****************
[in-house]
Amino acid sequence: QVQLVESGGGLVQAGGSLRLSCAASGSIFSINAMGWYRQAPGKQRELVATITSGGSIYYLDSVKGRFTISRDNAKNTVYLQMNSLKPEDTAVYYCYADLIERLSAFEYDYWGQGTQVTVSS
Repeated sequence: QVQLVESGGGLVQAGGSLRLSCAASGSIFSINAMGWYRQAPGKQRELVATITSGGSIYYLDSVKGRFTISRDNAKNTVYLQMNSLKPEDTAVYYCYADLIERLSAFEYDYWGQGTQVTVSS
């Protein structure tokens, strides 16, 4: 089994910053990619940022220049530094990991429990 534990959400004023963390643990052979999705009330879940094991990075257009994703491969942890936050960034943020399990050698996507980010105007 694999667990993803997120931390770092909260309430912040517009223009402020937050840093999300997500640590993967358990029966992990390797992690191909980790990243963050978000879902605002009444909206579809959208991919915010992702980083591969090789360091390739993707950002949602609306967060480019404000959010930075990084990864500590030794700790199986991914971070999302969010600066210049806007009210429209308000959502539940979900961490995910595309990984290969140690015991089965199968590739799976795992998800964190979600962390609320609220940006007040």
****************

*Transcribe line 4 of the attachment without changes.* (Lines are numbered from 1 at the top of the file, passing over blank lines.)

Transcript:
């Protein structure tokens, strides 16, 4: 089994910053990619940022220049530094990991429990 534990959400004023963390643990052979999705009330879940094991990075257009994703491969942890936050960034943020399990050698996507980010105007 694999667990993803997120931390770092909260309430912040517009223009402020937050840093999300997500640590993967358990029966992990390797992690191909980790990243963050978000879902605002009444909206579809959208991919915010992702980083591969090789360091390739993707950002949602609306967060480019404000959010930075990084990864500590030794700790199986991914971070999302969010600066210049806007009210429209308000959502539940979900961490995910595309990984290969140690015991089965199968590739799976795992998800964190979600962390609320609220940006007040």